There’s always been a trippy quality to channel surfing, probably because it happens late at night, when your exhausted brain is trying to make sense of kaleidoscopic TV swill. Skinemax thrillers, terrorists in headscarves firing RPGs, masked killers stabbing teenagers – all of that runs together into an insane, violent, sexy dreamscape of visual junk food.
VHS Head wants to feed you a buffet of that junk food through your ears. The moniker belongs to a British electronic artist (whose real name is speculated to be Adrian Blacow) known for producing the audio equivalent of late night channel hopping. The site for Skam Records says the “primary sound source” of his samples is old rental store tapes that are mixed into the tense sound collages VHS Head has become known for. At a totally random guess, the artist’s major influences include experimental electronic artists like Autechre and Aphex Twin. But with song titles referencing the infamous Video Nasties and the Guinea Pig movies, and a logo that looks suspiciously like that of Cannon Films, it’s clear ’80s action and horror flicks play just as big a role in VHS Head’s world.
Of course, his music isn’t solely composed of melodramatic dialogue, though you can certainly hear plenty of that on 2010’s Trademark Ribbons of Gold. The record’s 20 tracks are an ever-shifting stream of chopped up beats and warbling electronic noise that has a distinct ’80s feel to it. That’s largely because it’s mixed from samples of old film soundtracks, cheesy synths, electronic drums and all. Just as there was a flood of 8-bit nostalgia in the past decade, part of VHS Head’s appeal is hearing the sounds you grew up loving in a new context.
One of the oddest qualities of the music is you find yourself trying to guess what sorts of images the individual sounds were set to. Listen carefully to “DPP39,” and you can pick out screams, chainsaws, growls, swords clashing and gunshots, each of which plays for just a fraction of a second. The album benefits a lot from repeated plays, allowing the samples to break down into fragments. Like with Girl Talk records, there is bound to be a whole field of fans obsessed with picking out the individual pieces, but the whole is just as exciting to listen to.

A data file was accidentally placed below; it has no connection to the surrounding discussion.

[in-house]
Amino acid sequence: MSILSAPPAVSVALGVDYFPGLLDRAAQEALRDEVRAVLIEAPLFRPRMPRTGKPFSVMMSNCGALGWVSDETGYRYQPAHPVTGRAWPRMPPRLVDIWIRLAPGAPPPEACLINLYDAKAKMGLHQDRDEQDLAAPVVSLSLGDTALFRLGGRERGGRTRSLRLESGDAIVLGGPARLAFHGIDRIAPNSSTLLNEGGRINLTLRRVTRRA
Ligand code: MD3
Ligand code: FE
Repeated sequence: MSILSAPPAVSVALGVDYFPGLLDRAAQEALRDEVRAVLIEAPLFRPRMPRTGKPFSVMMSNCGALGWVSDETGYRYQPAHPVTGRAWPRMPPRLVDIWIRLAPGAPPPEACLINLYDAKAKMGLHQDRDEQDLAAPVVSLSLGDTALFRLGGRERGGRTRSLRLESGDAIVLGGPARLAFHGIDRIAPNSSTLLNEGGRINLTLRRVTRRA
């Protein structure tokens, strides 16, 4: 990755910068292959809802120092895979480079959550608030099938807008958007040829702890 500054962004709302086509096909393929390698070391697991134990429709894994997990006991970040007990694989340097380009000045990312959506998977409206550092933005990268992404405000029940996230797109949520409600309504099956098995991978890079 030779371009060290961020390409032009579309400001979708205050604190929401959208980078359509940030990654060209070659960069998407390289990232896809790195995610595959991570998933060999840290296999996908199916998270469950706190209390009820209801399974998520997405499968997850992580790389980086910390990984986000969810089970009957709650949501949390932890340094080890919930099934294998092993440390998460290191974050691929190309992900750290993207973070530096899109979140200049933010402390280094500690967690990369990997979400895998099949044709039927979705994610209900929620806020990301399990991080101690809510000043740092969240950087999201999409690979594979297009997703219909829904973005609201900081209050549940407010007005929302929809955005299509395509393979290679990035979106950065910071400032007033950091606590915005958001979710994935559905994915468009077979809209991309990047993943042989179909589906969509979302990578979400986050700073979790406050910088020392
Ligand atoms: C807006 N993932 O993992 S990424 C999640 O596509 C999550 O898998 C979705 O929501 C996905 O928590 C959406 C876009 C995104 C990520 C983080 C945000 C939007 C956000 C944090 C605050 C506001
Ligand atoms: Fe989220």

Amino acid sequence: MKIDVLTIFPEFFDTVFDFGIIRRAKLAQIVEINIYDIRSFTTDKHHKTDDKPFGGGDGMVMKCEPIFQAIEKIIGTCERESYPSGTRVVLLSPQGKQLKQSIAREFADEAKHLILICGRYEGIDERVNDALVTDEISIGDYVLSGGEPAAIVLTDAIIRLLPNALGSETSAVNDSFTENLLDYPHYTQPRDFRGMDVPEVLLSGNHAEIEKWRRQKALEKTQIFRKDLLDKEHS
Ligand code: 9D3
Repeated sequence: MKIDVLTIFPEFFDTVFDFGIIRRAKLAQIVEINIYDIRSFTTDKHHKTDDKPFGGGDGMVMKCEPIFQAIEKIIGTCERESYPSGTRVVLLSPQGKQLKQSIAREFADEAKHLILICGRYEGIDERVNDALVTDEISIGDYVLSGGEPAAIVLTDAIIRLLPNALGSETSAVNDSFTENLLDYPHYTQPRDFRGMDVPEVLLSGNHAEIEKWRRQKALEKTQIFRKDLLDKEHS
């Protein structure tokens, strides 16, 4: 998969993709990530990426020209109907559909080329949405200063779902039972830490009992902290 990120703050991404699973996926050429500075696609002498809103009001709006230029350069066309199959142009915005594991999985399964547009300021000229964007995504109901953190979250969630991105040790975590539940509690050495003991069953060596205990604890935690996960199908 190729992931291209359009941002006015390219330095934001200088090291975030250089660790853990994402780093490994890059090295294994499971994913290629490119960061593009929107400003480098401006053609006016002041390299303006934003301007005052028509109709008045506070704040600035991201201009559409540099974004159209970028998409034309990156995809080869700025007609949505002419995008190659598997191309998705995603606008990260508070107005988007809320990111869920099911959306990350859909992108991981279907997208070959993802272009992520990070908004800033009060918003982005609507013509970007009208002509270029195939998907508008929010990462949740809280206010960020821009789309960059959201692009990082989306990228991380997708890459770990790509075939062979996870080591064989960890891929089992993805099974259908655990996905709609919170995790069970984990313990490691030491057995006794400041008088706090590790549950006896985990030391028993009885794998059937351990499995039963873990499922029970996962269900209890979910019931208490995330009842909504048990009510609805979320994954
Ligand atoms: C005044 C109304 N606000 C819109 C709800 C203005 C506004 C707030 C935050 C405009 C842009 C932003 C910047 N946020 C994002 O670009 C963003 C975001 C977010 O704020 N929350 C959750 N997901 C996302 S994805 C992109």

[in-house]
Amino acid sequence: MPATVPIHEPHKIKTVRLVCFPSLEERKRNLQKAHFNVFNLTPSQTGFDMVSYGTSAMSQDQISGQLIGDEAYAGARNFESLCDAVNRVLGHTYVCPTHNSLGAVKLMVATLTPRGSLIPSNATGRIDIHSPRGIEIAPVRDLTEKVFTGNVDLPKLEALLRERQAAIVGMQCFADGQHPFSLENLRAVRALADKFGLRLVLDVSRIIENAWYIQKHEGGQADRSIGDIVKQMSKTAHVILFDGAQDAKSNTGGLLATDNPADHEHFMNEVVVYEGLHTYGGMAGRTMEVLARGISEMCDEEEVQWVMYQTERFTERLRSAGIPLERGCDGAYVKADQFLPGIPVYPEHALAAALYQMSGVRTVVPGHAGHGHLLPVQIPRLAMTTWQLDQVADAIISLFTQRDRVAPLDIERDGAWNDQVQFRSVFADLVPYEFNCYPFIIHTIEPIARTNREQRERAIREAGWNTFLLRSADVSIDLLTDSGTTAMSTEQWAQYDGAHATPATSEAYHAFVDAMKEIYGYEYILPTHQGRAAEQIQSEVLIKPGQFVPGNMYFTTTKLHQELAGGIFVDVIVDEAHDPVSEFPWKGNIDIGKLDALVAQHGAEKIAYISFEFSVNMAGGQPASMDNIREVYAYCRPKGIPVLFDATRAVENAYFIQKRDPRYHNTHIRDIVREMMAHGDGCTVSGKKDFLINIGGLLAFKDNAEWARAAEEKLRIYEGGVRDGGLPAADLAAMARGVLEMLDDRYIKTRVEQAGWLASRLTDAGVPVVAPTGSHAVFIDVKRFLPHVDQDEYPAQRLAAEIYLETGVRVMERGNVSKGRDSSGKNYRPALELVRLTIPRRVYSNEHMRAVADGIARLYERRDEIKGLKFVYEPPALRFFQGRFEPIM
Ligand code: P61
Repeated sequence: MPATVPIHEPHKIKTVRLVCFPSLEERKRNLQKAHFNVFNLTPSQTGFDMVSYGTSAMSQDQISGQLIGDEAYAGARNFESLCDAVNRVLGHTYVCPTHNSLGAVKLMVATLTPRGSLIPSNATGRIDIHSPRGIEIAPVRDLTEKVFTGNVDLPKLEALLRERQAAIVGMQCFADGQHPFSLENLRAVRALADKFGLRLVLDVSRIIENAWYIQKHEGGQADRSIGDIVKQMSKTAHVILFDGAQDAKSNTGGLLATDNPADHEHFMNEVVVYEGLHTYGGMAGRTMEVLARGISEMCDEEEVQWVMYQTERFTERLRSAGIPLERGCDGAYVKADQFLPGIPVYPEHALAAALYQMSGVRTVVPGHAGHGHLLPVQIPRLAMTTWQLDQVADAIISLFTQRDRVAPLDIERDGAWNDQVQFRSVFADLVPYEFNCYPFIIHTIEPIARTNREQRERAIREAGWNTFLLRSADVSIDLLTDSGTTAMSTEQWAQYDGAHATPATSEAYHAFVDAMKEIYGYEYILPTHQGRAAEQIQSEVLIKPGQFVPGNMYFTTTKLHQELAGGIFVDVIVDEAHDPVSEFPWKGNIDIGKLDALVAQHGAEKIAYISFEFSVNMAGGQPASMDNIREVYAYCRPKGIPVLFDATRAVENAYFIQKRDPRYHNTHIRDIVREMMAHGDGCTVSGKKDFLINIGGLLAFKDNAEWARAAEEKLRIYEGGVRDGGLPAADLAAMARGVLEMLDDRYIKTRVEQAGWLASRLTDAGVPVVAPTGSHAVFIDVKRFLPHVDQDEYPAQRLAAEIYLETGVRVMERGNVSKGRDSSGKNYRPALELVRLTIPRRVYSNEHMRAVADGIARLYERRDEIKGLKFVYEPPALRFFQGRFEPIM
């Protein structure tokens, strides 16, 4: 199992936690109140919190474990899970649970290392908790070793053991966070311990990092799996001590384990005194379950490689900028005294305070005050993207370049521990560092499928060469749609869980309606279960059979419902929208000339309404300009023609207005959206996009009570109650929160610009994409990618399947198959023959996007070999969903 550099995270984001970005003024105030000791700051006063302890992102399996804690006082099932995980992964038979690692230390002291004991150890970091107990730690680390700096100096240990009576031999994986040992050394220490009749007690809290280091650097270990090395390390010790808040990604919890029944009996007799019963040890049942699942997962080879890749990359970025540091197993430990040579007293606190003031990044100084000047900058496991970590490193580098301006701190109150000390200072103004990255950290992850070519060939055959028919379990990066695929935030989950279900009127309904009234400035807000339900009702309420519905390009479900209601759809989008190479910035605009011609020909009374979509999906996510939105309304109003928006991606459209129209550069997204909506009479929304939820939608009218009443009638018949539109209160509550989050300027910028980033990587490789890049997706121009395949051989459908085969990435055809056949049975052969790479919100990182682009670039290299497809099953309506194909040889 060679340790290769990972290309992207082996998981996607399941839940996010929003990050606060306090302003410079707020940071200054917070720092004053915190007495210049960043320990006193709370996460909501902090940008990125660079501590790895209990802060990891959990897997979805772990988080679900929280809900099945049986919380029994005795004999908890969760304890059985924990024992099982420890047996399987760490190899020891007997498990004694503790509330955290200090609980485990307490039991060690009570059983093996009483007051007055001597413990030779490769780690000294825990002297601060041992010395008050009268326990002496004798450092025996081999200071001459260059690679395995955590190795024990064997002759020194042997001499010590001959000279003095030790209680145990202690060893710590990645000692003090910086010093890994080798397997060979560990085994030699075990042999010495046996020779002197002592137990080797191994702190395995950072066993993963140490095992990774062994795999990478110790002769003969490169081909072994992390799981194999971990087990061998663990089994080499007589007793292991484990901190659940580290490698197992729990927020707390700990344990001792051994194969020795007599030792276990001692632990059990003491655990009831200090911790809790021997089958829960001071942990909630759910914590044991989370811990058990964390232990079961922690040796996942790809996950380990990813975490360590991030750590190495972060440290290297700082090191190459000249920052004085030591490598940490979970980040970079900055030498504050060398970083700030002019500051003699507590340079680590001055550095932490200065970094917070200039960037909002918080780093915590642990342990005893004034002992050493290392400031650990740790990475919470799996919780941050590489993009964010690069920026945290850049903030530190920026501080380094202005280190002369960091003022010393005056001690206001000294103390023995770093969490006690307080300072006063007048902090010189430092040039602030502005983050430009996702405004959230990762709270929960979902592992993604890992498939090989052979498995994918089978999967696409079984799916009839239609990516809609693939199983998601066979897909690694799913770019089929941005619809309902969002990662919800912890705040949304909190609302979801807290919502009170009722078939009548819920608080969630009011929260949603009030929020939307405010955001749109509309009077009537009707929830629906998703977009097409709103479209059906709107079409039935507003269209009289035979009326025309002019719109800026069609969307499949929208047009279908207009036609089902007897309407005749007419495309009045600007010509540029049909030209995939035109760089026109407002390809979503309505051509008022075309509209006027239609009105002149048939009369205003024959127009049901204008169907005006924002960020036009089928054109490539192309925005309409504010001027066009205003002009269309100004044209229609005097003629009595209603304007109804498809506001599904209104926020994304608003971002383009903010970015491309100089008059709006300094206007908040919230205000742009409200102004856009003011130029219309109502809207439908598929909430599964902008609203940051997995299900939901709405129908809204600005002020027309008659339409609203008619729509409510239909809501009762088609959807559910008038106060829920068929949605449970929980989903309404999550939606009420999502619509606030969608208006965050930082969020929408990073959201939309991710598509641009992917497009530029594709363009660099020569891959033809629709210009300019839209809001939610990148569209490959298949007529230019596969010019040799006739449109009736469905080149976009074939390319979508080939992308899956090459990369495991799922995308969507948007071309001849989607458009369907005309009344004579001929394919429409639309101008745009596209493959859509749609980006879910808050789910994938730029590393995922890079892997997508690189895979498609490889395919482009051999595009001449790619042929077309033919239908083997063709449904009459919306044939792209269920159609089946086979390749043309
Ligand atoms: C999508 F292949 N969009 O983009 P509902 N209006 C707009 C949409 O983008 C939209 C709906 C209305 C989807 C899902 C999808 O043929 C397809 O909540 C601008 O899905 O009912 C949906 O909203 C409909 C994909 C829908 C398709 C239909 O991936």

Other tracks make their cinematic inspirations obvious without close listening. “The Murder Cycles” has vocals supplied by what sounds like a trailer’s narrator. “Lock your doors – they’re coming,” he threatens over pounding beats and glitchy energy. It’s tempting to think of these songs as having frantic “cuts,” because that energy seems to constantly be on the move, and it’s hard not to think of each song as its own mini-movie.
Not surprisingly, a lot of the tracks seem to work best when they’re at their most cinematic. “The Violent Breed” starts out with an almost discordant, bouncing mess of techno before cohering into what sounds like a thrilling movie soundtrack. It starts to play behind vocals describing a “lone gunman” killer, forming a narrative that gives the track more focus. The record doesn’t hold together as a whole all the time, or even within some individual tracks. But in fits and spurts, it’s as seductive as a garish giallo movie cover on a high shelf, above a child’s eye level.
Trademark Ribbons of Gold is supposedly a reference to the golden age of video in the early ’80s, before British regulators clamped down on what distributors were allowed to make accessible. A lot of it was trash, but some of it was the trash of connoisseurs. Like those cinematic delicacies that VHS Head titles his songs after, this is an album that requires some patience from the listener. There are a number of tracks that could have been trimmed, and more than a few are only a couple minutes long and feel like filler. But give it a chance and you’ll be looking forward to a sequel, preferably served up with a bucket of bloody popcorn.
Aphex Twin – Drukqs
Autechre – LP5
The dodgy booth at a comic convention selling bootlegs of Cannibal Ferox